If your business cannot operate without you, it is not at a stage where it’s scalable. You have to get your business to the point where you’re no longer involved in the day-to-day in order to consider scaling. —Rachel Beider, Massage Outpost


9. Document everything

It’s crucial that you document your entire process from start to finish before franchising your business. You want your franchisees to be as successful as you are (or more) so they can spread the word and you can get more interest. Even the smallest things should be documented, such as phone scripts, email templates, and anything they may need in order to succeed. —Jared Atchison, WPForms

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10. Choose the right location

Your business is special, so you want to make sure you’re establishing new franchises in the best location. For example, consider an area that is already aware of your brand and would be receptive to your business (but careful not to stay too close to home so it won’t interfere with your original business). Additionally, while a large city may be tempting, a smaller city may be less competitive. —Shu Saito, Fact Retriever

11. Make sure you have enough funds

Franchising is not cheap. I would know; I’ve built one. There are so many things to consider in terms of location, documentation, legality, and regulations. You won’t be able to do it without bringing on a consultant. Before that, though, ask a few questions. Can my business be simplified enough so that someone with only a high school degree could manage the entire operation? Who is willing to buy? —Nicole Munoz, Nicole Munoz Consulting, Inc.

12. Consider potential risks to your brand

While having franchises can be profitable, it also means that you give up quite a bit of control over your brand. Franchisees, while they need to adhere to certain conditions, are still business owners, and you can’t simply fire them if you don’t like the way they’re operating. When setting up a franchise agreement, make sure you specify standards and policies that protect your reputation. —Kalin Kassabov, ProTexting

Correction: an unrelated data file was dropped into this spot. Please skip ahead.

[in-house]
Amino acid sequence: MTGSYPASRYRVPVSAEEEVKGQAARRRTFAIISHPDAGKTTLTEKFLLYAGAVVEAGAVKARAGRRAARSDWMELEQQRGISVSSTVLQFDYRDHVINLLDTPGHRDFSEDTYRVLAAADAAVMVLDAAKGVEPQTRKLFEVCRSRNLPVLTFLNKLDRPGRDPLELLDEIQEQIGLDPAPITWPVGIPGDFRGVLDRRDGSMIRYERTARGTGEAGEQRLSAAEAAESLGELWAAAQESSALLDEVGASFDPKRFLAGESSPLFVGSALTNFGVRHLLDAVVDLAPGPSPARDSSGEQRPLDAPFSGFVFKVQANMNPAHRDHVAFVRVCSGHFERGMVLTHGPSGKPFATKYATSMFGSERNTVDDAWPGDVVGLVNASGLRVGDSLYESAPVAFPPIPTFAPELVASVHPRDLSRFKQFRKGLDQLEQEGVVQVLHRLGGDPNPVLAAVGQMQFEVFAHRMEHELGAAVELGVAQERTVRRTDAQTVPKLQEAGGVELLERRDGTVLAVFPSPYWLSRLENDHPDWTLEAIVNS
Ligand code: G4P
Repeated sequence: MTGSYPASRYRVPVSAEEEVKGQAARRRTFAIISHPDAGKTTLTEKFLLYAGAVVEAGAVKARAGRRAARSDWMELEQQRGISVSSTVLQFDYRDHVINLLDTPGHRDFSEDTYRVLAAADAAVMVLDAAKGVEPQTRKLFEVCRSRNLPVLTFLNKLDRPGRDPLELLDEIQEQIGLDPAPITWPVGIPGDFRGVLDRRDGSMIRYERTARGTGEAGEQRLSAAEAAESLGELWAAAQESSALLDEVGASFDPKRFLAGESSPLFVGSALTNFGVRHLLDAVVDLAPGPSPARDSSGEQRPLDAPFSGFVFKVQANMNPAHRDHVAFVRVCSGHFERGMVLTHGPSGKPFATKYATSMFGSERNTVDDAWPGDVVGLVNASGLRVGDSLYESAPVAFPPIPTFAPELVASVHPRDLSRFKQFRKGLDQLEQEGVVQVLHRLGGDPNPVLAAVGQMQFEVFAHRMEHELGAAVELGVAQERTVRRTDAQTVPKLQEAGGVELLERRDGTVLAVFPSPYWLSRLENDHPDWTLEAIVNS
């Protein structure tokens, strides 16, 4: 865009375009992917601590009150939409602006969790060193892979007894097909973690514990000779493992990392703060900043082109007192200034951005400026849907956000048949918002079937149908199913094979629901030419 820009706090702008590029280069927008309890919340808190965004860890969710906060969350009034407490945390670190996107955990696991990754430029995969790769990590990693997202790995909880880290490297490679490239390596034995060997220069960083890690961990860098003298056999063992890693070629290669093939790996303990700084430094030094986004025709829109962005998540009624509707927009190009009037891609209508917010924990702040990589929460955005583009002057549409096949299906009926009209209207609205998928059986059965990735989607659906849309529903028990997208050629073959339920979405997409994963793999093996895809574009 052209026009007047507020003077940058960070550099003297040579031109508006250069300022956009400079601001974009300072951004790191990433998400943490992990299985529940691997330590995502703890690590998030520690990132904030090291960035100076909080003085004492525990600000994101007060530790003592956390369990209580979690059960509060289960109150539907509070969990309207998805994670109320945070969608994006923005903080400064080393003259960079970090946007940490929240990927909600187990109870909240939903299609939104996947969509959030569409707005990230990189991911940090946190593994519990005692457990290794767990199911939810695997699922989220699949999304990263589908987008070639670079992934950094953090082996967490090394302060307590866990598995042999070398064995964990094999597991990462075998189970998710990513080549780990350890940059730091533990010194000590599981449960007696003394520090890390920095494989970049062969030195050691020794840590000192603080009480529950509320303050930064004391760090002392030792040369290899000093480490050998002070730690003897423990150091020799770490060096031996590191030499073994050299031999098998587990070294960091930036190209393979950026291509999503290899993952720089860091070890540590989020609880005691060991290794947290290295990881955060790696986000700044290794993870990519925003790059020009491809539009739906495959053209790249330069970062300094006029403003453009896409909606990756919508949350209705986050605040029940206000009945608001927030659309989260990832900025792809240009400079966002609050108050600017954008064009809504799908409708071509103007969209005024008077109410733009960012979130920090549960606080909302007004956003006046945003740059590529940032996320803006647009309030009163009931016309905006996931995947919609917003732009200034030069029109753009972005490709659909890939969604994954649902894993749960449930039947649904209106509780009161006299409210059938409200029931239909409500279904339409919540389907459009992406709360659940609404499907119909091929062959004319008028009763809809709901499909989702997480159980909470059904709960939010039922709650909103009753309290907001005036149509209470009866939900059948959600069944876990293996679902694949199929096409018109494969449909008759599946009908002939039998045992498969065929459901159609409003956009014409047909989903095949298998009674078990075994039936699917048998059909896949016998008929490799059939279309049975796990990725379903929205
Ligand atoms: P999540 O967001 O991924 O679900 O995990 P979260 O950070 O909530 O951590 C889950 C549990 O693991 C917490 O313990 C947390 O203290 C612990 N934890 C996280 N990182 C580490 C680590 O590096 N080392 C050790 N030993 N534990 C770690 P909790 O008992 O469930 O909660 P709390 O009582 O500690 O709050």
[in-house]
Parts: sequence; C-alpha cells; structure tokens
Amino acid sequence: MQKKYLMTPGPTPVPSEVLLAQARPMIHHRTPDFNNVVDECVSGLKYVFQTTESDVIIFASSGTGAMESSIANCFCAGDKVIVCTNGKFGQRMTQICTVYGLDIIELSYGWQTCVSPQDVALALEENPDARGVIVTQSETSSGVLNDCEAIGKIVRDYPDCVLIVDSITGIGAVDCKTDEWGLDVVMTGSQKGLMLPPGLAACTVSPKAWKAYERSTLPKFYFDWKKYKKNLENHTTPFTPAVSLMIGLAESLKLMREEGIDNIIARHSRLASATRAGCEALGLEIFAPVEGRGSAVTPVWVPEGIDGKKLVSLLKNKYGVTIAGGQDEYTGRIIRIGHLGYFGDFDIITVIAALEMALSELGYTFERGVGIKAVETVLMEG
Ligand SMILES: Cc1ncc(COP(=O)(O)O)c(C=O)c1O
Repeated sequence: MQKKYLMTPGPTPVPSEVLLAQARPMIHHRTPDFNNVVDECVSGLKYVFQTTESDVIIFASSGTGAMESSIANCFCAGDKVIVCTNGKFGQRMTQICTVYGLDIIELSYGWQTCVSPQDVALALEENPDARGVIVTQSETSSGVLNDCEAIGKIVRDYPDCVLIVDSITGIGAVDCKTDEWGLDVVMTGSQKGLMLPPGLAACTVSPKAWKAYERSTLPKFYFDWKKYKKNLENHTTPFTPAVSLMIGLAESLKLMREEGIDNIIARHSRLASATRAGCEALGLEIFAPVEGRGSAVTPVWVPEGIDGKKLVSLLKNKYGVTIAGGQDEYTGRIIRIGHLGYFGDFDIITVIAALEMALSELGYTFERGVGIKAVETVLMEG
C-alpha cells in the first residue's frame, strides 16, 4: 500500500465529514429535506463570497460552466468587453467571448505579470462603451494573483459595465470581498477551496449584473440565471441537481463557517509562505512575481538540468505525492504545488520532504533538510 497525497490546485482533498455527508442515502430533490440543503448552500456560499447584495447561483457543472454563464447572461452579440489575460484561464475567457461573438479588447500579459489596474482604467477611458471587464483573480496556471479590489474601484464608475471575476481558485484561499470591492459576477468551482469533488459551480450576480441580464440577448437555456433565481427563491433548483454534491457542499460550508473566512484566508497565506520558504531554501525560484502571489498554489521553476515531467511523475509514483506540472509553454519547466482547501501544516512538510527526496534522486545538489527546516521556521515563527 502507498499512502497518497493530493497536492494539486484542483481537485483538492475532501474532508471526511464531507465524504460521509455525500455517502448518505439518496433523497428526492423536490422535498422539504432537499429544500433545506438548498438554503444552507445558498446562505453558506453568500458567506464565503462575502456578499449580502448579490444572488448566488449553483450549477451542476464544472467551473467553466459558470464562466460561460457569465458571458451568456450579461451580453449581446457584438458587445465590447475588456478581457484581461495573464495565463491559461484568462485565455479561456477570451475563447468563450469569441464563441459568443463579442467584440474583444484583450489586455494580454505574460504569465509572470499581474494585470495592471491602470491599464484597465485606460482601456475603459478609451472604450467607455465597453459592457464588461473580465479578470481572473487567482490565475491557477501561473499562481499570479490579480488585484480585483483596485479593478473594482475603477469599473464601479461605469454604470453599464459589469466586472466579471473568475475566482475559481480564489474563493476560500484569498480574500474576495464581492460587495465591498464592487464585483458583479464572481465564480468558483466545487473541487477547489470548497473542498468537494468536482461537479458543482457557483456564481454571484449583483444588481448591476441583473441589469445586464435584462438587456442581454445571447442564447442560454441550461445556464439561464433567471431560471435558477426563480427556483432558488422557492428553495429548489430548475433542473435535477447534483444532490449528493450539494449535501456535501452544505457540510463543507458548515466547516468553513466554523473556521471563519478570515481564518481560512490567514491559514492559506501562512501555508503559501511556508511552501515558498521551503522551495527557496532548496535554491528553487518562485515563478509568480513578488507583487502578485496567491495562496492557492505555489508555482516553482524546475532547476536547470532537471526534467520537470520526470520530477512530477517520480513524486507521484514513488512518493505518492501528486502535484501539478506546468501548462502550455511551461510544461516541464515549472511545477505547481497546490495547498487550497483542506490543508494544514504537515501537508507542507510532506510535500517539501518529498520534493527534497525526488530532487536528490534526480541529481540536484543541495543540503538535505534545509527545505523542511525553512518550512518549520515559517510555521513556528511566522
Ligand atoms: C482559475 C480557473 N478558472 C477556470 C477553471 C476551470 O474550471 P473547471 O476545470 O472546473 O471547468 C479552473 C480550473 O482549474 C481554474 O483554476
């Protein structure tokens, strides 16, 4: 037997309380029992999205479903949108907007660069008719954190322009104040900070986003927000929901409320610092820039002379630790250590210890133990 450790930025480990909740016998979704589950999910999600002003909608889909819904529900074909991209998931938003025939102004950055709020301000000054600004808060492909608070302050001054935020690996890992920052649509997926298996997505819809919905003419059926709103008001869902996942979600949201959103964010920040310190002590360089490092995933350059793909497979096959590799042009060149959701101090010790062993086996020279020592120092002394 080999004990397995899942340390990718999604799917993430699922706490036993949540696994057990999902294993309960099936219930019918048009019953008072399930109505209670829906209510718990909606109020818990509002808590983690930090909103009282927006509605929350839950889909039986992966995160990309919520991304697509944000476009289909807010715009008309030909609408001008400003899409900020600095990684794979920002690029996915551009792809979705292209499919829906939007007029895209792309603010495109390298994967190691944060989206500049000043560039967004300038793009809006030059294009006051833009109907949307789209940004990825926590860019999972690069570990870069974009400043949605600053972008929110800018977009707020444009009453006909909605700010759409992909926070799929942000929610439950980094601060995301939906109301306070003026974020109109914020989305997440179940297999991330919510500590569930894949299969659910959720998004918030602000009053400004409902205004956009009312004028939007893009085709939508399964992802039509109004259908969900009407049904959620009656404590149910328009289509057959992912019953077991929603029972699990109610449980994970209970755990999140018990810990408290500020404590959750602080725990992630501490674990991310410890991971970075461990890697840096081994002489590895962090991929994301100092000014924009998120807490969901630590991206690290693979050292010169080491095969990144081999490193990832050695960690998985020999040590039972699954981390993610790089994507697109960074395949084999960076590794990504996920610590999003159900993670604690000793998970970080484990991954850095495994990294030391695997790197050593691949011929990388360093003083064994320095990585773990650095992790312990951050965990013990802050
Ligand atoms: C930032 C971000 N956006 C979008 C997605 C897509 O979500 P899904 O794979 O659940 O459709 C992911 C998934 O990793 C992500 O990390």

13. Think systems-dependent, not expert-dependent

A systems-dependent franchise model creates a repeatable customer experience by relying on an extraordinary system that can be run by ordinary people, and not relying on the hopes that you’ll be able to hire extraordinarily talented experts at every location, every time. When your operations manual can be expertly managed by anyone, regardless of skill level, then you’re ready to make the leap. —Magnus SimonarsonConsultwebs

14. Start building your team now

Start building your team now. If you’re going to franchise and want to maintain your corporate culture, work environment, and a passion for your business, you’ll need to start looking for people now who are willing and able to take all of that on. Plus, they’ll need to learn a lot of that before they can put it all into practice. —Andrew SchrageMoney Crashers Personal Finance

RELATED: 8 Reasons Not to Franchise Your Business

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Three Chains to Celebrate Free Cone Day

Three Chains to Celebrate Free Cone Day

Dairy Queen will be celebrating its own Free Cone Day on the first day of spring, Wednesday, March 20, when it will be giving away free small soft serve cones, followed up from March 21-31 with $.50 cones to those who use its mobile app.

Ben & Jerry’s Free Cone Day will be on Tuesday, April 9, and Häagen-Dazs will be serving mini cones gratis from 4 p.m. to 8 p.m. on Tuesday, May 14, 2019. —Adam Campbell-Schmitt, Food & Wine

BMM Staff
Thu, 03/14/2019 – 18:56

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Dairy Queen sign